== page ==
feimineach.com

Kate Cockrill and her research parter Antonio Biggs wanted to know if storytelling could help reduce the stigma around abortion. Aware of the harsh judgement often associated with abortion and other reproductive choices, the two researchers set out to explore what would happen if women were in an environment in which they felt safe disclosing their reproductive histories.

Cockrill and Biggs—Executive Director of Sea Change and Social Psychologist Researcher at the University of California, San Francisco’s ANSIRH, respectively—carefully recruited a total of 109 women from nine different states to form 13 book groups. In each group, participants read and discussed the book Choice: True Stories of Birth, Contraception, Infertility, Adoption, Single Parenthood & Abortion. The women, who openly expressed their excitement to discuss and debate varying opinions with their fellow book club members, were not made aware of the purpose of the study beforehand.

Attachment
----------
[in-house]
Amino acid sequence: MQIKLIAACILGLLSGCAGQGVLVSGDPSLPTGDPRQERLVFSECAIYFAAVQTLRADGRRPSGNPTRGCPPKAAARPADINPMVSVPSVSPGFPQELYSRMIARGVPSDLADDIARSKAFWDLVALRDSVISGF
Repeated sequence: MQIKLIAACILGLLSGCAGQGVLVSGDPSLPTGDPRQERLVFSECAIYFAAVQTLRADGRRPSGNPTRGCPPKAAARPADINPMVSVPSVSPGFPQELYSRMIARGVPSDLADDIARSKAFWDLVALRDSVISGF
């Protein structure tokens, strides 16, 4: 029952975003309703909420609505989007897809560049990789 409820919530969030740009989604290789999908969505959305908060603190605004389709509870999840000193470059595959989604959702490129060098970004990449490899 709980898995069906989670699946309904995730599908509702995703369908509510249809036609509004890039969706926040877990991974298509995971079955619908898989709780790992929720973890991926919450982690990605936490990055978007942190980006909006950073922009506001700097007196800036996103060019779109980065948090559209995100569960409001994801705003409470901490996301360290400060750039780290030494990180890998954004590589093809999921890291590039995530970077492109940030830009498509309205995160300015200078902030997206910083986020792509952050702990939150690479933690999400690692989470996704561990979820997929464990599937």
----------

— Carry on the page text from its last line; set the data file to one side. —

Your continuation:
Most of the women knew each other and were already friends going into the study. However, they had kept quiet about their reproductive histories and had not felt comfortable sharing with their own friends that they had had abortions for fear of how that information would be received.

Of the 19 women who had previously had an abortion, 15 of them told their stories for the first time to their book groups. What they would soon discover is that many of them had more in common with their friends than they had ever known, and what they would soon recognize was that they had the capacity to change their friends’ perspectives on abortion with their own stories.

Source/ rest: msmagazine.com